Henderson County, Kentucky History


Something more than two years ago a half dozen men in the lodge hall of Ivy Lodge, Knights of Pythias, began a discussion as to the feasibility of erecting a Pythian Building and Opera House in this city. Tonight will mark the close and the opening of an era in the history of Henderson. The seed sown by that handful of men has borne results more wonderful than any one of them dared to anticipate. The Park Theatre will formally be dedicated to the purposes for which it was intended tonight.

When that little gathering talked of a home for Ivy Lodge, their ideas were small for the reason that their resources were limited, but as they broached the subject to their friends and as the people of Henderson began to talk of it, the idea became something more than a dream. At last at a lodge meeting it was proposed to see what could be done in the way of securing subscriptions in capital stock in the proposed building. Ivy Lodge, as a lodge, pledged herself to take $5,000 of the stock. Members of the order came promptly forward and subscribed in acceptance with their means and at the end of three months hard work $30,000 of the proposed $50,000 of capital stock had been subscribed; but the town had been thoroughly canvassed and the enterprise seemed likely to die before it could be placed upon a substantial foundation. At this juncture it was determined to apply to some of Henderson's wealthy and public spirited men. Accordingly a committee called on Messrs. James E. RANKIN, John H. and James R. BARRET, and laid before them plans and ideas on which they proposed to go to work. The gentlemen named _____in with the idea at once and each subscribed liberally in the stock.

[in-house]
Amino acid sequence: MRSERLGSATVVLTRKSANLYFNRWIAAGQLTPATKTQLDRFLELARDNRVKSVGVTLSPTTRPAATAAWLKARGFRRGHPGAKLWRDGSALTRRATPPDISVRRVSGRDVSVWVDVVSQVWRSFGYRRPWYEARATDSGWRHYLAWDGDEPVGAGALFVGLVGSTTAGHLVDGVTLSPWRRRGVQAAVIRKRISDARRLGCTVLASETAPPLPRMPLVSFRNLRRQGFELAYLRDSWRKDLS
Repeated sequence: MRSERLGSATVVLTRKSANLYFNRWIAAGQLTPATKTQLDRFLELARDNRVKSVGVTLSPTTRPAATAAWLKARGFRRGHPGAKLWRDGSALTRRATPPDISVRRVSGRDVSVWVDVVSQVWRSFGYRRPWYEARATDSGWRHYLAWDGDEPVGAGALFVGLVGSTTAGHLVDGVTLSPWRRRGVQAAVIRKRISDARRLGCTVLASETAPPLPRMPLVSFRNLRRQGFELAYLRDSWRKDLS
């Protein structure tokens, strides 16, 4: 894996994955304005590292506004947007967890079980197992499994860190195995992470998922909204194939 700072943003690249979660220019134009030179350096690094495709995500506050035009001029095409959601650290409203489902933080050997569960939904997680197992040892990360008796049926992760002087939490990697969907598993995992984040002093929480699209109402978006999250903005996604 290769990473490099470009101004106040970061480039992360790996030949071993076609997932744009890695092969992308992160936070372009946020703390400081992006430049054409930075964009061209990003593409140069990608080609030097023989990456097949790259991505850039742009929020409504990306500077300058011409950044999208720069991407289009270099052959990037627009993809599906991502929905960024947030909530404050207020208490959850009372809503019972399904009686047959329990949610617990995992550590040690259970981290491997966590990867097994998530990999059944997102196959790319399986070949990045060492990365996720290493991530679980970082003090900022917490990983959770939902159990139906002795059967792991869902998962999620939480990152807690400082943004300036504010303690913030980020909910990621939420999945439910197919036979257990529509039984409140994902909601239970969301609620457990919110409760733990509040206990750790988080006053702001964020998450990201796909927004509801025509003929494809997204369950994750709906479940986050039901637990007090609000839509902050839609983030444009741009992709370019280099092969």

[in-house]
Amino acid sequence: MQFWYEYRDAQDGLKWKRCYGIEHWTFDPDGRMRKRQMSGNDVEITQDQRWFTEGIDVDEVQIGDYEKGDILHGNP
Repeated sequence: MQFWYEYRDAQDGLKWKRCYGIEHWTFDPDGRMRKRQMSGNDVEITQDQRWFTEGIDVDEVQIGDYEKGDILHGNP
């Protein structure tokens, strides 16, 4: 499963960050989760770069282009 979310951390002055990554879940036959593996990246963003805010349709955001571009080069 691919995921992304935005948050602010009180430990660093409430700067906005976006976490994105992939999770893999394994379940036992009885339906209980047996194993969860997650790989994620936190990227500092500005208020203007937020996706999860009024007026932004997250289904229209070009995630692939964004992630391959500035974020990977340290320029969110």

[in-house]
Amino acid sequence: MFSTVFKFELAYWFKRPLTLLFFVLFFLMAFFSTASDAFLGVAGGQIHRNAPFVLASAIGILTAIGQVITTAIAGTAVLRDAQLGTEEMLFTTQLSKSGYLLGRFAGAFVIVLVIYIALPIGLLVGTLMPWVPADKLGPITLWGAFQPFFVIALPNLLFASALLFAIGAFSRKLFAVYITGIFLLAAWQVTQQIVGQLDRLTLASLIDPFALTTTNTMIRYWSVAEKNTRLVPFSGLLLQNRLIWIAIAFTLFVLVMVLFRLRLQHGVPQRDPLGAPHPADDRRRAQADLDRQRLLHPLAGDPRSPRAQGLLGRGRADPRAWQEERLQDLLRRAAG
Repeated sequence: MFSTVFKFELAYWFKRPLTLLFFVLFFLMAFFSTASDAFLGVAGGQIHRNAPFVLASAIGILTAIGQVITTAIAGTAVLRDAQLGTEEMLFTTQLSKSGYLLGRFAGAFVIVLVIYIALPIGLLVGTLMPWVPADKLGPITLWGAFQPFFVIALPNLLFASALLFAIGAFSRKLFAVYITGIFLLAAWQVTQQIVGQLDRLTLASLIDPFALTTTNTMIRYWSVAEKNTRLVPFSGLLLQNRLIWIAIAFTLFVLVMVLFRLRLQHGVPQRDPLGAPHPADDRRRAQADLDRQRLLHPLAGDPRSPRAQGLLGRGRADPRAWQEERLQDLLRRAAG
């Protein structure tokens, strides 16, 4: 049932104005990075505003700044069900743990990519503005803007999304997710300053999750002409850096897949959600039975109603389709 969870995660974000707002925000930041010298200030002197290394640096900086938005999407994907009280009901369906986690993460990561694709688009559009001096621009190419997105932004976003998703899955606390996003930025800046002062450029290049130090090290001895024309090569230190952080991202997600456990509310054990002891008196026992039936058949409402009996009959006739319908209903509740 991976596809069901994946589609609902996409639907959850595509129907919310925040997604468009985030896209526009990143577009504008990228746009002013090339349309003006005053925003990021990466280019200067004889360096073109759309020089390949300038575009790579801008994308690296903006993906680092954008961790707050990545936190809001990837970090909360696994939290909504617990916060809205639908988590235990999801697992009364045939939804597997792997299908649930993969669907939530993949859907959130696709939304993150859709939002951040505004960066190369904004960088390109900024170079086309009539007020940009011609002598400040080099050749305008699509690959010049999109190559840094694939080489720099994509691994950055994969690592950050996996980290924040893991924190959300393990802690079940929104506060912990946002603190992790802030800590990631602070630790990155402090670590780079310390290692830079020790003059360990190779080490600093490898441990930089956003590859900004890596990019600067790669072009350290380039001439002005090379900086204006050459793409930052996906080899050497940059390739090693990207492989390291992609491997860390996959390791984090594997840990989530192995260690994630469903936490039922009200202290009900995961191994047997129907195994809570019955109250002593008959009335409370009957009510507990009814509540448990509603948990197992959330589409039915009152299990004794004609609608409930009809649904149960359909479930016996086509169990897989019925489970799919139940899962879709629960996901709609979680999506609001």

Mr. R. H. SOAPER was ............
The building (seemed) _____ assured success, and ________ an appropriate site _____ _____ _____ the topic of discussion. _____ all over the city were allotted to the committee in charge of the building, but no site seemed to fit the requirements so admirably as the one which was finally selected. Situated in the very heart of the city, cooled in summer by the breezes from the Indiana Hills, and made comfortable to winter by the most approved modern heating appliances, the building could not have been placed in a more convenient location that where it now stands.
On one side is the BARRET house, opposite it is the city park, and all around it are buildings in keeping with the elegance of the new structure. The question of the location having been finally determined, work was at once begun. This was in the fall of 1893 and the excavating was completed before cold weather set in. Early last spring Contractor KYLE began laying brick and stone. A few weeks afterward or on April 12, 1894, the corner-stone was laid.
.....By the middle of _____ Contractor KYLE completed his contract and passed it over to Messrs. (Mundo) & Mathews of this city, who were to finish the building and turn it over to its owners.

That they have done their work in a substantial, artistic and workmanlike manner will be attested by the throng of people who will be entertained within its wall tonight. The entire interior decorations of the Opera House were arranged by the (Almim) Decorating Company, of Chicago. President STEWART, of that company, remarked after he had finished his contract, that never in the course of his experience had he done work of which he was more proud and which he felt sure would meet the commendation of the people.